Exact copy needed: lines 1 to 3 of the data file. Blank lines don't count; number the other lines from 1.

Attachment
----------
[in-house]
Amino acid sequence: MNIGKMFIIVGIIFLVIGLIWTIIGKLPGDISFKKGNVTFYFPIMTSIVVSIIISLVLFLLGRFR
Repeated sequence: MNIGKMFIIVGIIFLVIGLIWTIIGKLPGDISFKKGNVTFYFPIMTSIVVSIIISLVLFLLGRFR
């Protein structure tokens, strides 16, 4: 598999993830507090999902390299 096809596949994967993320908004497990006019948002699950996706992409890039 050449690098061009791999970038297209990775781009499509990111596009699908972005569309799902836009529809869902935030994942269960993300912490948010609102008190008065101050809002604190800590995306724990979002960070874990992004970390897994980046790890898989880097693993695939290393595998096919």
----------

[in-house]
Amino acid sequence: MNIGKMFIIVGIIFLVIGLIWTIIGKLPGDISFKKGNVTFYFPIMTSIVVSIIISLVLFLLGRFR
Repeated sequence: MNIGKMFIIVGIIFLVIGLIWTIIGKLPGDISFKKGNVTFYFPIMTSIVVSIIISLVLFLLGRFR